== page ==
67. Another Day of Sun

So here I am in Airlie Beach. As I’ve been too lazy to post for a while, here’s a whistle-stop tour of the rest of our stay in Sydney.

A good thing to do in a new city is to ride the hop-on, hop-off bus. You see the sights, get a feeling for the geography, know how to find the places that sound interesting and end up where you started so you can’t get lost. Unless, of course, the bus is so full that you might as well be on a rush-hour London tube. In which case you cannot hear the commentary and you can’t see the buildings around you. We had planned to get off at the Powerhouse Museum purely because it was the first stop that had a cafe and we had skipped breakfast. We are so glad we did, after sustenance we went into the museum (which is being closed and / or moved to a less convenient location). It was free and full of good design icons, including the first train in Australia (Train Number One).

There was an exhibition of fashion by Jenny Kee and Linda Jackson. I feel embarrassed to confess I’d not heard of them as they had such an influence in the 1970’s and I have a number of knitting patterns that were obviously inspired by them. They had been based in the UK for a while and as well as knitted garments had the most awe-inspiring dresses. We actually went around twice, partly because my camera had decided not to take photos but also because we could. If you are in Sydney before March 22nd (when the exhibition ends) then go.

Back on the bus, we eventually managed to get a seat and plug in our earphones. Despite this being January 2020 and thus after Christmas, the sound track, when we were not being told about stuff (mostly how new luxury apartments were being built in previously run-down areas), was CHRISTMAS MUSIC! AAARGH!

Moving on. We had some great meals, Intermezzo in the GPO building, Cafe Sydney in the Customs House (still in use) and Gowings restaurant in the old Gowings Department store (a lovely old Art Deco place) to name a few. It seems that most of the restaurants are in buildings that previously had another function. Not just the restaurants either: the Conservatoire of Music was originally built as stables. I know this from reading Mrs. M by Luke Slattery, a novel based (loosely) on the life of Elizabeth MacQuarie, the wife of Lachlan MacQuarie, the last Governor of New South Wales. There’s a stone “seat” in the Royal Botanic Garden that she sat on to look at the view. Val is recreating the scene below. A good read if you’re looking for a new book to while away a few hours. It was recommended by Fiona, who will be sailing on Punta del Este.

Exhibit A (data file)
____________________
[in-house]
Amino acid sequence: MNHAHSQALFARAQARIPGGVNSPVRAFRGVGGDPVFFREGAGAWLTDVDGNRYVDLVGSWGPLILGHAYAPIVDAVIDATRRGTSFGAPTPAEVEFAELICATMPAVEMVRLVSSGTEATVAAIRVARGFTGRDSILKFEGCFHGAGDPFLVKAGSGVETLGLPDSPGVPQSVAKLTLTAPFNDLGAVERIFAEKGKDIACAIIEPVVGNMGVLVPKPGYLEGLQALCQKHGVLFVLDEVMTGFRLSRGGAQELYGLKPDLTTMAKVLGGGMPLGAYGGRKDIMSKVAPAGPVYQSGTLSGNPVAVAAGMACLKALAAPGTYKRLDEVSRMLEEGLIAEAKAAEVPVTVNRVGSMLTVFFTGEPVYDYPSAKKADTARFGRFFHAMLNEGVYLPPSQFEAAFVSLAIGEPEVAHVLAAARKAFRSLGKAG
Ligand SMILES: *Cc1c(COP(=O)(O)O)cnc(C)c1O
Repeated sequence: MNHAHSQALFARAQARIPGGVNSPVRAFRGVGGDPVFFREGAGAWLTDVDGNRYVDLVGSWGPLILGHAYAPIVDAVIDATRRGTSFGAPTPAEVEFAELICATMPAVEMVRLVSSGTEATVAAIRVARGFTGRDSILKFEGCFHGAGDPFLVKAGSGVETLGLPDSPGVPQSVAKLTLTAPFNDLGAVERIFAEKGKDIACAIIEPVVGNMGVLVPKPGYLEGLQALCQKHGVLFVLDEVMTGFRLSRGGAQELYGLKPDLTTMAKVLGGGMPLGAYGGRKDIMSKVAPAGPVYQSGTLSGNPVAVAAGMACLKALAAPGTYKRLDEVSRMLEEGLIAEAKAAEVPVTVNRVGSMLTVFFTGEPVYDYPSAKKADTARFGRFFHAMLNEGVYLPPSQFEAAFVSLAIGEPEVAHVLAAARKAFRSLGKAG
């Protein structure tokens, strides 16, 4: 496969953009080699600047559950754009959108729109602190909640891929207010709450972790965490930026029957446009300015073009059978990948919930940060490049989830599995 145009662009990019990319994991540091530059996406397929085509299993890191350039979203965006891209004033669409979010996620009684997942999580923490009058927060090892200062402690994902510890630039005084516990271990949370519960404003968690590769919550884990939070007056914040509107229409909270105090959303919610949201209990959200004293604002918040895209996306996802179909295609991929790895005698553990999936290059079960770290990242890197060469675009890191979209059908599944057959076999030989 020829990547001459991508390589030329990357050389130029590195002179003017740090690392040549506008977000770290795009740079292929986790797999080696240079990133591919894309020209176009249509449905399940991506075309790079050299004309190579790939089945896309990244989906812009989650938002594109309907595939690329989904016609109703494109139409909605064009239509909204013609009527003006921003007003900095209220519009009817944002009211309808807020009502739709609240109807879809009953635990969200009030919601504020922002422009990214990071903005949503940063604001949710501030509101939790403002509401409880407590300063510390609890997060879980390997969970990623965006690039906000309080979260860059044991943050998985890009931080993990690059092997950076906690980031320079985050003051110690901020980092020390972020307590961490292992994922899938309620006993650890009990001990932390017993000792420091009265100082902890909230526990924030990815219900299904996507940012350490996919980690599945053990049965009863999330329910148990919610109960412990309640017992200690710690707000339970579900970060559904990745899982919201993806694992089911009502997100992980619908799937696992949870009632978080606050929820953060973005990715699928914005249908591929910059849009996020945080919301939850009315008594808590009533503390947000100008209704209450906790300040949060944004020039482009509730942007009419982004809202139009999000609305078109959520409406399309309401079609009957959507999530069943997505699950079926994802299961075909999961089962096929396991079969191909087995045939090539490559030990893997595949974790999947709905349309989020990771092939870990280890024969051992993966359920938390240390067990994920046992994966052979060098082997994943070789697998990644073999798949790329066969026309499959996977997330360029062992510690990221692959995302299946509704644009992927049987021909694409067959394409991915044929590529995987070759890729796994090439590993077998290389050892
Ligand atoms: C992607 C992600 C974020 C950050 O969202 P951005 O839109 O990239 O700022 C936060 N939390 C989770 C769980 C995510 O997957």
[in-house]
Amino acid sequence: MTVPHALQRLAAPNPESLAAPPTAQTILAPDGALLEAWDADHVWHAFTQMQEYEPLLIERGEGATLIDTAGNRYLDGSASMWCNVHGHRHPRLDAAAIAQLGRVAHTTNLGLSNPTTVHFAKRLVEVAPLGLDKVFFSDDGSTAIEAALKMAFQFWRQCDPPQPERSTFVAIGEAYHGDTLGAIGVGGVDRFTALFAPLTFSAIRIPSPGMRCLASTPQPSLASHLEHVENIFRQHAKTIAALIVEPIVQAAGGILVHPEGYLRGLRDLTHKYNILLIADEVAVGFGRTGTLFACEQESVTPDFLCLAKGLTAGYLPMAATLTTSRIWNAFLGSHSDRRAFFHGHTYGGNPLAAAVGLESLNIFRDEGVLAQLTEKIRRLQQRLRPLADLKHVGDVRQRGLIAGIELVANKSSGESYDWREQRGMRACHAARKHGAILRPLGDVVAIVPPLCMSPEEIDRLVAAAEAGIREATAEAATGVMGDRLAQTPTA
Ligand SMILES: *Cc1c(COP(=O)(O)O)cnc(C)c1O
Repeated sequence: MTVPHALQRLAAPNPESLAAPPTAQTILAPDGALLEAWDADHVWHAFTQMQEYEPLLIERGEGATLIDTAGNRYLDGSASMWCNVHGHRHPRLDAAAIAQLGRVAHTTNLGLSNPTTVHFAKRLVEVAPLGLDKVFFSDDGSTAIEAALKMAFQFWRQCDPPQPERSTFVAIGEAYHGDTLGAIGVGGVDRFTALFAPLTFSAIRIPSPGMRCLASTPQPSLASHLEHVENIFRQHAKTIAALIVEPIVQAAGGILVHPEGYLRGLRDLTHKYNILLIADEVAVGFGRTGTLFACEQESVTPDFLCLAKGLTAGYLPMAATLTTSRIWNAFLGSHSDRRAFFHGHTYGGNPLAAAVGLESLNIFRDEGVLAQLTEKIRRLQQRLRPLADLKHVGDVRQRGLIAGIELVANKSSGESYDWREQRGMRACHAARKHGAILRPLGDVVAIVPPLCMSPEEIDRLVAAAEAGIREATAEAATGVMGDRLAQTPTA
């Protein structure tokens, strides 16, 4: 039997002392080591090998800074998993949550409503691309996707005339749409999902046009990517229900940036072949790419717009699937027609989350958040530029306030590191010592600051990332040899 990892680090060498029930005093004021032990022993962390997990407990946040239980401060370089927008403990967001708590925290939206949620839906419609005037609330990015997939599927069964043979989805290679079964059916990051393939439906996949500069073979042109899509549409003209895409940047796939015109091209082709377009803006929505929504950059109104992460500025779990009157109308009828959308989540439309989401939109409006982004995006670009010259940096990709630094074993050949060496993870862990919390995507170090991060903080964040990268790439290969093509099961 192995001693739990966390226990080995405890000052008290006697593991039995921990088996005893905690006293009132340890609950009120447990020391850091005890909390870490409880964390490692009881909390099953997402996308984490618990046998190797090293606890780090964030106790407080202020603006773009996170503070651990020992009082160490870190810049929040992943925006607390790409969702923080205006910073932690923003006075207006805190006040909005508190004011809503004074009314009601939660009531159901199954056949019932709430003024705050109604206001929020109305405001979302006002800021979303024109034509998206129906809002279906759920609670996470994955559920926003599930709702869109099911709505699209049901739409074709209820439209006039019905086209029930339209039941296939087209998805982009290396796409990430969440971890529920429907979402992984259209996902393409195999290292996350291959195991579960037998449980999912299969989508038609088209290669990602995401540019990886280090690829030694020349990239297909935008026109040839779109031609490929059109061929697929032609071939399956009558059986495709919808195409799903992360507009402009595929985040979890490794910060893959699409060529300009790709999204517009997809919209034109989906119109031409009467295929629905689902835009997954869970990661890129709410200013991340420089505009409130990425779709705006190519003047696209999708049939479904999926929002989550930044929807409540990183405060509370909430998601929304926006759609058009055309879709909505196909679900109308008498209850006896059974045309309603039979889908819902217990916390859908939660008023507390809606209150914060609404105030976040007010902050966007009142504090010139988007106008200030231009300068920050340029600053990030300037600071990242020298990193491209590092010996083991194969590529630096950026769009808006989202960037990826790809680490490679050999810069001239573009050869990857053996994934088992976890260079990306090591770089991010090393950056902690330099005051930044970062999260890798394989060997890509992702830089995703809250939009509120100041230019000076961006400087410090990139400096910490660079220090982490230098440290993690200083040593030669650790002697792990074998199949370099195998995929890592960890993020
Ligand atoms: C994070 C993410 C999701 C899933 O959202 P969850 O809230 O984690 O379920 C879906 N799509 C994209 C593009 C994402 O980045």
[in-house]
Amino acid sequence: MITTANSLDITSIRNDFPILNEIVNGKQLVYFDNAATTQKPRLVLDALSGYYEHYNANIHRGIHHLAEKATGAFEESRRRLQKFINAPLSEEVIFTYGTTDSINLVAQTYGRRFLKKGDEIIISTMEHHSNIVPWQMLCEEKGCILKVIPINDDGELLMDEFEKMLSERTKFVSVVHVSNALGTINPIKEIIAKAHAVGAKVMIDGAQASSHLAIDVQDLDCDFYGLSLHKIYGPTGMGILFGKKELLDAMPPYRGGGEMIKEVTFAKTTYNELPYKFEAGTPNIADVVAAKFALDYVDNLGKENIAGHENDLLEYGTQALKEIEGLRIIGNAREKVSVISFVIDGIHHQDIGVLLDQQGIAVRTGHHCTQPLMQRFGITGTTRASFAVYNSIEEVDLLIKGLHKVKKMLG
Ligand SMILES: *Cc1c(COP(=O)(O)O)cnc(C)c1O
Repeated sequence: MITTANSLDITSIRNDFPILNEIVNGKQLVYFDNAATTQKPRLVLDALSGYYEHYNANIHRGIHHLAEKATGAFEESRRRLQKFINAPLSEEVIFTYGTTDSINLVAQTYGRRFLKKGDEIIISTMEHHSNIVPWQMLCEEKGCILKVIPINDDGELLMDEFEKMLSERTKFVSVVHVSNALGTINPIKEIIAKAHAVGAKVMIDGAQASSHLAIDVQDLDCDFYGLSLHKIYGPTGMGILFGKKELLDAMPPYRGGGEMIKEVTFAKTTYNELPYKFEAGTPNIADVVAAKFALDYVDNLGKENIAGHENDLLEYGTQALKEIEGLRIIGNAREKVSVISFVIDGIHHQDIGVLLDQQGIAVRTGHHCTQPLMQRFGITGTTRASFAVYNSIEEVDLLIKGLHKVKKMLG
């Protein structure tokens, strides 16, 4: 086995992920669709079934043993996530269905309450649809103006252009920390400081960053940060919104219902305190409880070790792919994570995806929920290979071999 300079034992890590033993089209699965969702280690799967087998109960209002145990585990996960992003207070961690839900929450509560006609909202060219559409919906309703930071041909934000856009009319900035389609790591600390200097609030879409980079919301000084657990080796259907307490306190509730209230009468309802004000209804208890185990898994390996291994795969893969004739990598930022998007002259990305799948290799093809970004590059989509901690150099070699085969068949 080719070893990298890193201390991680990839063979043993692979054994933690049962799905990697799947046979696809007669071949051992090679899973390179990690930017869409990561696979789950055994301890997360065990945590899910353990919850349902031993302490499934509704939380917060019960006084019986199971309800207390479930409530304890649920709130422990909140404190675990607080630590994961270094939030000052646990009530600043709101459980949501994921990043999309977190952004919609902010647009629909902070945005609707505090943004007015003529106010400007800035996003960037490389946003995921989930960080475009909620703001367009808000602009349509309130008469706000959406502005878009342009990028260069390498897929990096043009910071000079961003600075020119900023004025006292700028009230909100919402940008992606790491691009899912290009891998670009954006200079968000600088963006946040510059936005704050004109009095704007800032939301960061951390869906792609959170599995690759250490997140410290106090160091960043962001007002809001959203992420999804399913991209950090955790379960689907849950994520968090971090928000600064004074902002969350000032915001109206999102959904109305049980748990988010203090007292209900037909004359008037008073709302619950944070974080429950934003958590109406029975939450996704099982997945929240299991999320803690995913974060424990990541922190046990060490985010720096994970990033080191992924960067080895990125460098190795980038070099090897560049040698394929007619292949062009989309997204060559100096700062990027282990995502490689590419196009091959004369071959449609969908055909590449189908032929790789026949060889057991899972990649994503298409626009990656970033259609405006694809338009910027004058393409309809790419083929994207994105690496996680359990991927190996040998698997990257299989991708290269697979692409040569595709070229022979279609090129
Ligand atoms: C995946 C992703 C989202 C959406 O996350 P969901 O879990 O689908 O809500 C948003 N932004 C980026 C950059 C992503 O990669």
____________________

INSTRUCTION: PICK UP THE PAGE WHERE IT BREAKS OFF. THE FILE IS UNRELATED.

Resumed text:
We met Fiona at the Art Gallery of NSW and saw a small exhibition of paintings by Ben Quilty, a local artist who had been to Afghanistan as a war artist. His art was incredibly powerful, not just the war veterans he painted after they had returned but also his Rorschach paintings depicting local atrocities. Although the inspiration for these was of disturbing episodes in Australia’s past, the artwork itself was stunning.

Ben Quilty

Having been to the Opera on New Year’s Eve, we decided to have a tour of the Opera House. Very interesting even though we did not do the back stage tour. Our guide Peter turned out to have been one of the architects involved in the building when he had just qualified. You can’t get much closer than that, on a par maybe with being shown around Robben Island in Cape Town by one of the former political prisoners. We then walked around The Rocks, which had been an area of ill-repute in the past and saw the Ovation of The Seas, the largest cruise ship that visits Sydney. it can take around 5,000 passengers and looks at first glimpse like a block of flats.